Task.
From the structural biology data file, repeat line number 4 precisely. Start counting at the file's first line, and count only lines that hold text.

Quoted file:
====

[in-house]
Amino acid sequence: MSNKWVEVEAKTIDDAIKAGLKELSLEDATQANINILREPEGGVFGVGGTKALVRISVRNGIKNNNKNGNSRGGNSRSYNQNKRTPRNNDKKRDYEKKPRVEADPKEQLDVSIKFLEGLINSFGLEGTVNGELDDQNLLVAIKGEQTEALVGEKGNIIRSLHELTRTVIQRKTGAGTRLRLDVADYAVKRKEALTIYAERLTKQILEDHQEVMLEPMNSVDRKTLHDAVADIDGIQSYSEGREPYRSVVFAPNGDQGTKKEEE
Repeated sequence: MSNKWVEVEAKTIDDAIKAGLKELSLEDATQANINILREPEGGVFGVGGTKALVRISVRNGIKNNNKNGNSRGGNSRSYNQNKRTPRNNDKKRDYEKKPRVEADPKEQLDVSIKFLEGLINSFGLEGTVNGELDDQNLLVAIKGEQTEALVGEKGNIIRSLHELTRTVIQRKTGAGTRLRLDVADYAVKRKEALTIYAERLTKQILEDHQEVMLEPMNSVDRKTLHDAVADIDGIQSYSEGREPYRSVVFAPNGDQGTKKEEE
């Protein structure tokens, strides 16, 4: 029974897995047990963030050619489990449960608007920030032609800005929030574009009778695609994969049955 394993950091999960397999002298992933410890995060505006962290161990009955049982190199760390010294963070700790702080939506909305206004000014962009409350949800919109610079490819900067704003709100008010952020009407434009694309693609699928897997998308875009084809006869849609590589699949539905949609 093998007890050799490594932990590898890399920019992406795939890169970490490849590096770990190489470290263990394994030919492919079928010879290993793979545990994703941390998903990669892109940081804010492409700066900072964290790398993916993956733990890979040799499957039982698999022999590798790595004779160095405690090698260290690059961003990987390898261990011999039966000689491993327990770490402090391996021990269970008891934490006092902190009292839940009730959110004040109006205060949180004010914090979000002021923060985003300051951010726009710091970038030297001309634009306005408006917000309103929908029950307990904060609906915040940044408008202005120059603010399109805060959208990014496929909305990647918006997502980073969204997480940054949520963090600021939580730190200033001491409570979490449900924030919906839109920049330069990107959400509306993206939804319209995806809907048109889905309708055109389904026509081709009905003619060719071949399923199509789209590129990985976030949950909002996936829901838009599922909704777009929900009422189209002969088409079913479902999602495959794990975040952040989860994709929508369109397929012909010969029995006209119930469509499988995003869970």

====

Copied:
């Protein structure tokens, strides 16, 4: 029974897995047990963030050619489990449960608007920030032609800005929030574009009778695609994969049955 394993950091999960397999002298992933410890995060505006962290161990009955049982190199760390010294963070700790702080939506909305206004000014962009409350949800919109610079490819900067704003709100008010952020009407434009694309693609699928897997998308875009084809006869849609590589699949539905949609 093998007890050799490594932990590898890399920019992406795939890169970490490849590096770990190489470290263990394994030919492919079928010879290993793979545990994703941390998903990669892109940081804010492409700066900072964290790398993916993956733990890979040799499957039982698999022999590798790595004779160095405690090698260290690059961003990987390898261990011999039966000689491993327990770490402090391996021990269970008891934490006092902190009292839940009730959110004040109006205060949180004010914090979000002021923060985003300051951010726009710091970038030297001309634009306005408006917000309103929908029950307990904060609906915040940044408008202005120059603010399109805060959208990014496929909305990647918006997502980073969204997480940054949520963090600021939580730190200033001491409570979490449900924030919906839109920049330069990107959400509306993206939804319209995806809907048109889905309708055109389904026509081709009905003619060719071949399923199509789209590129990985976030949950909002996936829901838009599922909704777009929900009422189209002969088409079913479902999602495959794990975040952040989860994709929508369109397929012909010969029995006209119930469509499988995003869970």